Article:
This simple recipe for preparing Maine sweet shrimp makes an elegant appetizer for 3 or 4 people or could be eaten as a lovely light dinner for one.
By Jessica Dang
One of my favorite seasonal delicacies is Maine sweet shrimp, that enjoys a brief season that only lasts between mid-January and late March. The first time that I happened across this special shrimp was a few years ago at the seafood counter at Citarella. They were easy to spot because of their vibrant, ruby red shells and dainty proportions. Displayed whole, with their heads still on and a small pouch of light grey roe nestled between a fringe of tiny legs, I was intrigued and bought half a pound of them out of curiosity.
At home, my mind was giddy with ideas on how to prepare these delicate crustaceans. Should I steam them with a sprinkle of Old Bay or quickly poach them? Or maybe I should try dipping them in cornstarch and flash-frying in hot oil so that they’re nice and crispy? I couldn’t contain myself. Haphazardly, I plucked out a shrimp from the pile, rinsed it under cold water, peeled away the shell, and popped it in my mouth. Heaven! That little morsel was just bursting with a clean, sweet sea breeze flavor.
The best thing about Maine sweet shrimp is that it’s caught in the wild and usually sold straight from the Atlantic Ocean, never frozen. That’s why the flavor is so pure. Instead of dipping the sweet shrimp in a soy sauce and wasabi mixture in the manner of Japanese sashimi, a minimal touch of olive oil and lemon juice is all it takes to showcase the refined simplicity that makes Maine sweet shrimp so prized and desired. The memory of a mixed crudo platter that I had eaten years before in Milan served as my inspiration: folds of fresh salmon, butterflied langoustine tails, and oysters on the half-shell, brimming with its liquor, all arranged on a plate with lemon wedges and dressed with nothing more than a drizzle of fruity olive oil, sea salt, and freshly cracked black pepper. It’s the only way I’ve eaten Maine shrimp since.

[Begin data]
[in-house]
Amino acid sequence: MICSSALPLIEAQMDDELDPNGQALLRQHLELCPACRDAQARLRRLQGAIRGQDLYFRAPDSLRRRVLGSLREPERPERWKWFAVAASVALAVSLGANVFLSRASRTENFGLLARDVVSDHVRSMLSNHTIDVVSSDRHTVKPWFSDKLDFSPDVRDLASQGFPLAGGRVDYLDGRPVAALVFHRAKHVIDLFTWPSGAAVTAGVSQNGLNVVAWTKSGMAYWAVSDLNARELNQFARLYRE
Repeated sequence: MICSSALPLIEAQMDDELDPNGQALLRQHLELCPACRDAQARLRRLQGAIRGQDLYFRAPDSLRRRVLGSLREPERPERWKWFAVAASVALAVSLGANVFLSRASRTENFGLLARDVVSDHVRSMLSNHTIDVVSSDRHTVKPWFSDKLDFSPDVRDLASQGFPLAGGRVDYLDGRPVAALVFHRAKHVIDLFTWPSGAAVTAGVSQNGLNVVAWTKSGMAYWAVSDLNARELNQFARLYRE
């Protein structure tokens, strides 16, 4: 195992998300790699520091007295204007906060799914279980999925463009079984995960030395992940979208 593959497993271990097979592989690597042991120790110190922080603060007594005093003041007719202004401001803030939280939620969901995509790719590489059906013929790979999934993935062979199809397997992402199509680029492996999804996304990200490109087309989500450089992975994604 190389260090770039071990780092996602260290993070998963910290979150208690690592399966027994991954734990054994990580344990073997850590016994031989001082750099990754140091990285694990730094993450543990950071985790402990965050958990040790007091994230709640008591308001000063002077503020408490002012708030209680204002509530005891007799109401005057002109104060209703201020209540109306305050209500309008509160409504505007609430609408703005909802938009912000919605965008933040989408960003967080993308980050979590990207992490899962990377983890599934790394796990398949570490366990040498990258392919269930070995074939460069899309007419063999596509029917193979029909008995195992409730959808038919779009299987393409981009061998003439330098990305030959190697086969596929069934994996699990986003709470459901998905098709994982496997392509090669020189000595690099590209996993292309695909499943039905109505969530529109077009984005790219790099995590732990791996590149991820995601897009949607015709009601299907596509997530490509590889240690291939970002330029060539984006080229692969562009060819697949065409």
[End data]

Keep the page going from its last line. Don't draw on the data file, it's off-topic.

- ½ lb. (0.2 kg) of Maine sweet shrimp
- 2 tablespoons of fruity olive oil
- ½ lemon
- Maldon sea salt
- Freshly cracked black pepper
- A chilled plate
- Rinse the shrimp under cold water in the sink and carefully peel them. (You can reserve the shells and freeze them to use as a base for soup stock later, if you wish.)
- Lay the shrimp on the chilled plate. You can fan them around a round plate or arrange them in rows on a square or rectangular plate.
- Take a pinch or two of the sea salt flakes between your fingertips and crush them into a fine powder, sprinkling it evenly on the shrimp. Add a very light shower of freshly crack black pepper.
- Squeeze the fresh lemon juice over the plate, finish with olive oil, and serve immediately.